Seeing you all under the tent with the cascading glow of light spilling over the grounds, listening to the squeals of children playing, and the laughter of saints enjoying true fellowship around a feast for the ages was a vision for me—a vision of what the church is to be about. Apparently, I wasn’t alone in that thought. A number of you have said that the installation service and reception was one of the most spiritually edifying events you’ve ever been a part of in a long time. Indeed it was; a real glimpse into the glory the church is destined for, a true foretaste of our future life together before the throne of grace.

Pastoral Notes for Sunday, September 29, 2019

Reverend Ben Griffith’s Installation Service

On the behalf of the Nashville Presbytery and the Session of Cornerstone Presbyterian Church, you are cordially invited to attend Rev. Ben Griffith’s Installation Service tonight in the chapel at 6pm with a church-wide fellowship to follow. Please make plans to attend this beautiful service of celebration as we rejoice in God’s kind provision of Rev. Ben Griffith.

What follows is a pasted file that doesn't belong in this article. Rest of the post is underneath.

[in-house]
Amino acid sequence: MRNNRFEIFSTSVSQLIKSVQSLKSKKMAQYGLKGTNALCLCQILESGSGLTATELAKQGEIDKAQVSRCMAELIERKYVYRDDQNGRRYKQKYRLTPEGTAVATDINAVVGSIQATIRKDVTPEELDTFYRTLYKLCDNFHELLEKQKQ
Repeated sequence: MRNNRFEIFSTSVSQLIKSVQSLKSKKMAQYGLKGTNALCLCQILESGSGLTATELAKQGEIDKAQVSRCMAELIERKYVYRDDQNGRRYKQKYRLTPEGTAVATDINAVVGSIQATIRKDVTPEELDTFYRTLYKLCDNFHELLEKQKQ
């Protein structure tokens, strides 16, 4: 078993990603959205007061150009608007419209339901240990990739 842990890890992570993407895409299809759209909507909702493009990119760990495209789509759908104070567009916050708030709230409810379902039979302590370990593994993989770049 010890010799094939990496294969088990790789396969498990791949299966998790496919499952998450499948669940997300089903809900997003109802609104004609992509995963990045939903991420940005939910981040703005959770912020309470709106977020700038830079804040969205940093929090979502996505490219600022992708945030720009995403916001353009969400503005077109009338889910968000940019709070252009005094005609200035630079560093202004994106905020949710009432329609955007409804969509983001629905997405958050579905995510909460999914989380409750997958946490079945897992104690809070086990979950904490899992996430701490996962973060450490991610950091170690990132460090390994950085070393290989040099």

“And he gave the apostles, the prophets, the evangelists, the shepherds, and teachers, to equip the saints for the work of ministry…”—Ephesians 4:11-12

“So I exhort you elders among you, as a fellow elder and a witness of the suffering of Christ, as well as a partaker in the glory that is going to be revealed: shepherd the flock of God that is among you, exercising oversight, not under compulsion, but willingly, as God would have you; not for shameful gain, but eagerly; not domineering over those in your charge, but examples to the flock. And when the chief shepherd appears, you will receive the unfading crown of glory.”—1 Peter 5:1-4